Tonight, we see a young couple having drinks in the same corner. When Butorac seats them, he explains that tonight, the young lady is sitting in for Ms Ava Gardner and the young man for Mr. Frank Sinatra.
Butorac has another special story which happened in the other part of the restaurant. He invites us to follow him to the spot—a corner booth near the piano bar.
Al dente pasta
He tells the story:
“Well, there was a particular evening, where there was a gentleman sitting right where you are and at one point he said to the cocktail waitress, ‘Excuse me, Miss.’ She came over and said, ‘Sir, how can I help you?’ He said, ‘I would like to talk to Mr. Haber.’”
Mr. Mel Haber has been the owner of Melvyn’s for 40 years, Butorac explains. Haber also owns the Ingleside Inn.
“The young lady says, ‘Well, of course, Mr. Sinatra. I’ll go get Mr. Haber for you.’ Mr. Haber comes over and Mr. Sinatra says, ‘Mel, sit down. I want to ask you some questions.’ So he does, and Mr. Sinatra starts asking questions about the food. You know, very Italian stuff—can you do al dente pasta? How is the Sinatra Steak prepared? What’s the special side dish with this? Do you have Jack Daniels?
“And Mr. Haber says, ‘Let me get my manager and my chef and we’ll have a meeting.’ And he goes and gets the gentlemen and they all sit down.
“And again Mr. Sinatra is peppering them with questions—al dente pasta, special dishes and they’re answering the questions. At one point Mr. Sinatra kind of sits back and relaxes, and says, ‘You know guys, I’ve been thinking about having my wedding rehearsal dinner here at Melvyn’s for Barbara (Marx) and myself. You guys have done well, we’re gonna have the party here.’ And we did and it was a very successful night, it was a big party.”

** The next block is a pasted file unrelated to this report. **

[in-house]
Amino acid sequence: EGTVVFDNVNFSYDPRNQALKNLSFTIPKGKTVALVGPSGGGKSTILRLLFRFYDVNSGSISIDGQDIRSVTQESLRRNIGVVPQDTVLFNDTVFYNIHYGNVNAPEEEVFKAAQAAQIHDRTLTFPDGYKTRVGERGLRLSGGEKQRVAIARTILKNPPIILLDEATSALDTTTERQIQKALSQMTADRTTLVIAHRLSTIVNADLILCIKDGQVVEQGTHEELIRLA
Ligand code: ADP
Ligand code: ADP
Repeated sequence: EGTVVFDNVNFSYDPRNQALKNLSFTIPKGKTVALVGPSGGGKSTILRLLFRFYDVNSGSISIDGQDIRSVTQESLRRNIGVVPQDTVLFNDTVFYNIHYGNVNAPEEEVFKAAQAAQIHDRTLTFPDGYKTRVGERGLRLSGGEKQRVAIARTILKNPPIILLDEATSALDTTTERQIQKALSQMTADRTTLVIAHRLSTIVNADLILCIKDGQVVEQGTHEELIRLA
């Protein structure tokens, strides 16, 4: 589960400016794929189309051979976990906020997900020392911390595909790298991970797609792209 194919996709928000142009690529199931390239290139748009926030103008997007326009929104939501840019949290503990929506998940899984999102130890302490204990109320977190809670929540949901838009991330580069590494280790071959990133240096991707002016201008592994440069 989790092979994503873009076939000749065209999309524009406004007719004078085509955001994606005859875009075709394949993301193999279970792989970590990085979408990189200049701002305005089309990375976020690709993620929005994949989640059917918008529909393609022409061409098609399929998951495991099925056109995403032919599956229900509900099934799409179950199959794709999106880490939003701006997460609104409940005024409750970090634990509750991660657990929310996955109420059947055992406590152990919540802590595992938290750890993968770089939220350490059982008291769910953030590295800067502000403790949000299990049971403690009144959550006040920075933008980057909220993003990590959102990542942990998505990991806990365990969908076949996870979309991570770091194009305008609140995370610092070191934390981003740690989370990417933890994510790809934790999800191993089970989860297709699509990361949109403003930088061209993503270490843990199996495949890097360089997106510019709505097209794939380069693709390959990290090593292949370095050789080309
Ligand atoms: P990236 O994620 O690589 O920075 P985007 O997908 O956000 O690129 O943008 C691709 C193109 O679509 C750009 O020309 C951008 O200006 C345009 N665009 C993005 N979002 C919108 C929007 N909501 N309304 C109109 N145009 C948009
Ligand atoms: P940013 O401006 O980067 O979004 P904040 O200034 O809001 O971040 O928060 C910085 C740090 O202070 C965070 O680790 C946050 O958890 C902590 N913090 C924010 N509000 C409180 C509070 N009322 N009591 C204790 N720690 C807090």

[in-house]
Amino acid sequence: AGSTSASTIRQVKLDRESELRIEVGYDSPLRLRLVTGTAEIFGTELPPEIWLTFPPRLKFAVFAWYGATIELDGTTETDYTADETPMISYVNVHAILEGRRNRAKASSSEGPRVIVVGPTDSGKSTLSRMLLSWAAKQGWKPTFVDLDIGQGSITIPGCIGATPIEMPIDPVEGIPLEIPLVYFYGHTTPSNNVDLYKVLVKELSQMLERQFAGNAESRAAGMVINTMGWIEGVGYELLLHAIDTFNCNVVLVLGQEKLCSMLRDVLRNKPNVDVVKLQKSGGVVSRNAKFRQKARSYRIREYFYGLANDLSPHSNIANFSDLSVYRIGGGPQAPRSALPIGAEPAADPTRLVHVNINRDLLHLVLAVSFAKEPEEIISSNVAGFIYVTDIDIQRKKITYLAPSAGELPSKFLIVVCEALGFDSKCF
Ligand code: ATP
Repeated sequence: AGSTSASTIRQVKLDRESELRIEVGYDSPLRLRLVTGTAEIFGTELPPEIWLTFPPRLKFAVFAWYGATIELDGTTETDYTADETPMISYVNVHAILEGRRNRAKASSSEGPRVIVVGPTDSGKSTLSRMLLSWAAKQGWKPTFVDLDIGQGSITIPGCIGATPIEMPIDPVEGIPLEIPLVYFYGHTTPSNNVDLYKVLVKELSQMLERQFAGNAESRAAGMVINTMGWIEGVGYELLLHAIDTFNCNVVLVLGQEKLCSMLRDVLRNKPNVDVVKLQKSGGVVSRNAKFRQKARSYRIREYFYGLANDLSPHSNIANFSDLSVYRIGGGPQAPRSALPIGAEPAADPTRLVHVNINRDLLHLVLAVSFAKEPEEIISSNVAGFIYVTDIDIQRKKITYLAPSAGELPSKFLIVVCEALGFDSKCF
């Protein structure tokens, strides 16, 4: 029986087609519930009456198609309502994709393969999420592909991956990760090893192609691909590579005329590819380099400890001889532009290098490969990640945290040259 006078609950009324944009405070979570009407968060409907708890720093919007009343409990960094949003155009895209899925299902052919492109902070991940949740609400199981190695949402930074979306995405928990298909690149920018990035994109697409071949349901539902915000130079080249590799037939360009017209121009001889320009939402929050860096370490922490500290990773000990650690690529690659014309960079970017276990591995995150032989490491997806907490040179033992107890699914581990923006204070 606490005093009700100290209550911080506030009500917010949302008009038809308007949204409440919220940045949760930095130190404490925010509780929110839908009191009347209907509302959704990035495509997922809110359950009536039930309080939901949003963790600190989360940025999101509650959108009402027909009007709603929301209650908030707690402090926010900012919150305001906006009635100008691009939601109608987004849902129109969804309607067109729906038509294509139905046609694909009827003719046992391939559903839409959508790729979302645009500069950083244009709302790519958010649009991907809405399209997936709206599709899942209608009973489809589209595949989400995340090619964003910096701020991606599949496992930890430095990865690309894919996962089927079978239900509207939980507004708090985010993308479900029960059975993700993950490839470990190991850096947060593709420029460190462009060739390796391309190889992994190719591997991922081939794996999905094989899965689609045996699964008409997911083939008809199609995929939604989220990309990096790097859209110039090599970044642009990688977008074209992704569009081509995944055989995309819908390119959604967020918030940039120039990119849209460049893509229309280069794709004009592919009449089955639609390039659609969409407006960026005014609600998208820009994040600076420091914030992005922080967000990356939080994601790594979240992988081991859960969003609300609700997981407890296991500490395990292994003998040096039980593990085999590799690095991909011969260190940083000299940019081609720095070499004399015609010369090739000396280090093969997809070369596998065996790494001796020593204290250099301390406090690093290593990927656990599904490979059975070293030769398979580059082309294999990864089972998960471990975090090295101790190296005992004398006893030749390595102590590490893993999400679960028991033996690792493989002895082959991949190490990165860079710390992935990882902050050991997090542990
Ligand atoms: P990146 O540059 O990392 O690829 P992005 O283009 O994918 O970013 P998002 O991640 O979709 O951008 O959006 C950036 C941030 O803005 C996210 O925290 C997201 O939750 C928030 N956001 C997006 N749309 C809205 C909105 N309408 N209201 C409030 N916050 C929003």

Butorac says that the party was such a big story back then that the paparazzi would do anything just to get a scoop. And that night, Jilly Rizzo, a wonderful friend of Sinatra’s and his right hand man, got to beat up two paparazzi.
“The guys were trying to take pictures and Mr. Sinatra did not want to have pictures taken that night,” says Butorac, who adds that there were a few punches thrown, cameras opened and film torn out of them. After that, the paparazzi were sent away.
At the end of the party, Mr. Sinatra and Barbara got in the car and just as they were leaving, apparently, the real paparazzi who were hiding behind the trees jumped out and started to take pictures.
Jilly saw them and grabbed the cameras again, tore the film out. What he didn’t know was that there was a little spy camera and they did get a picture.
“That picture exists, you see Frank and his car driving away,” Butorac says.
As we listen to Butorac’s stories, it feels as though we are having drinks with Mr. Sinatra himself in his booth.
When Butorac winds up, we are now excited to have a taste of the food that kept Sinatra coming back.
Steak Diane, a Sinatra favorite, is cooked beside our table. Our server skillfully handles the filet mignon in the pan. Large flames engulf the meat as red wine is poured on it.
It is then carefully placed on a plate and served on the table. And as how Frank preferred his pasta, the Shrimp Scampi is al dente.
There is something about Melvyn’s that makes you forget about everything else. The moment you enter the place, you’re taken somewhere else in time—when everything was enjoyed at a much slower pace.
There is nothing flashy about the restaurant; instead, there’s this cozy, elegant ambiance that’s not too stiff but more welcoming.
Somehow you feel the vibe of yesterday’s legendary parties, the fine atmosphere that the likes of Sinatra and his gang immersed themselves in.
And now, it’s as if you’re a part of it, another buddy having a good time with its famous clients. At Melvyn’s, everyone feels like family whenever you enter the restaurant.
Maybe that was why Mr. Sinatra loved the place.
And maybe it was the quiet nights that Sinatra loved most about Palm Springs.
There is a certain calm in this desert city that made it easy for anyone to go on a retreat, to relax and forget.
Whenever I look back on Palm Springs, I’ll remember the large mountains, standing tall as if guarding the city. I’ll remember the 1950s-inspired architecture, the retro Starbucks.
I’ll remember the 44-degree C heat and the still desert nights.
I’ll remember the cool elegance of Melvyn’s. And most of all, I’ll remember good Ol’ Blue Eyes.